In Chiapas, less than 65% of the population are traditional Catholics. Don Alonso is a minister in the Renewed Presbyterian Church. He asks me my religion and I tell him, adding I am happy with what I believe. I’ll see you up there, he says. I smile.
The Renewed Presbyterian Church, Yochib, Oxchuc, Chiapas
Our lunch feast around the community dining table.
Mauricio Raigosa, the founder of Huellas Que Trascienden, is from Monterrey and makes his home in Sancris. He is a chemical engineer with an M.B.A. from a French university. He started the project because he wants to leave a footprint for change, so people can transcend their lives, have access to opportunities, and receive a fair wage.
Hilaria weaving one length of cloth for a poncho.
It takes 30 hours to weave a poncho. Most women receive six pesos an hour for their work. With Huellas, they receive 30 pesos per hour. Mauricio says he wants customers to say: I love your product. I love the quality. I love the price. The retail price is about 30% less than competitors in downtown San Cristobal.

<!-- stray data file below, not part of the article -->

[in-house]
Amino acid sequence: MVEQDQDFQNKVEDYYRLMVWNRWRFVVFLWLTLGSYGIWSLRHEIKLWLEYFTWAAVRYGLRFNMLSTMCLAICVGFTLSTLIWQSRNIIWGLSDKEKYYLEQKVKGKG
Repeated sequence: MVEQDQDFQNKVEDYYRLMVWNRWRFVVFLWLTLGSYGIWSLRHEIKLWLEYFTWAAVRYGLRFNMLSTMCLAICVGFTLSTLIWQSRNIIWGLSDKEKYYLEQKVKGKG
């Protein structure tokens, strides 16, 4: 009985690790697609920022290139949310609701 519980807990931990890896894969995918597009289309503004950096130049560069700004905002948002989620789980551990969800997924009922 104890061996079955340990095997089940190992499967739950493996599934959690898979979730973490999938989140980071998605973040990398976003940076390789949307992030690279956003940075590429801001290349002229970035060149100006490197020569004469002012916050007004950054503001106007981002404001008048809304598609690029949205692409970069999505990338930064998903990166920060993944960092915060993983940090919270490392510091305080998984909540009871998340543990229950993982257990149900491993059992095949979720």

Detail of hand embroidery on Hilaria’s skirt
The women create their own designs. There are no outside designer influences here. They scan the marketplace and see what’s out there, adjust their styles according to what they see. These are the business practices Huellas Que Trascienden is teaching. Mauricio, age, 38, says he is more of a mentor/coach and not the guy in charge.
Tortilla stack at our second meal at the home of Hilaria
They are not a textile cooperative or organization. Women receive direct payment for what is sold.
Hilaria’s mom who has circulation problems and can’t walk
Huellas is working with Amantenango pottery makers, honey producers, coffee growers/roasters, and experimenting with making tea from the fruit of the coffee bean. They are entrepreneurs interested in capacity building and product commercialization. Support them, if you can.
Discarded coffee fruit; can it become antioxidant tea?
Thanks to Tali who is a staff member and former volunteer for her thoughtfulness, customer service, inspiration, and great work with Huellas Que Trascienden.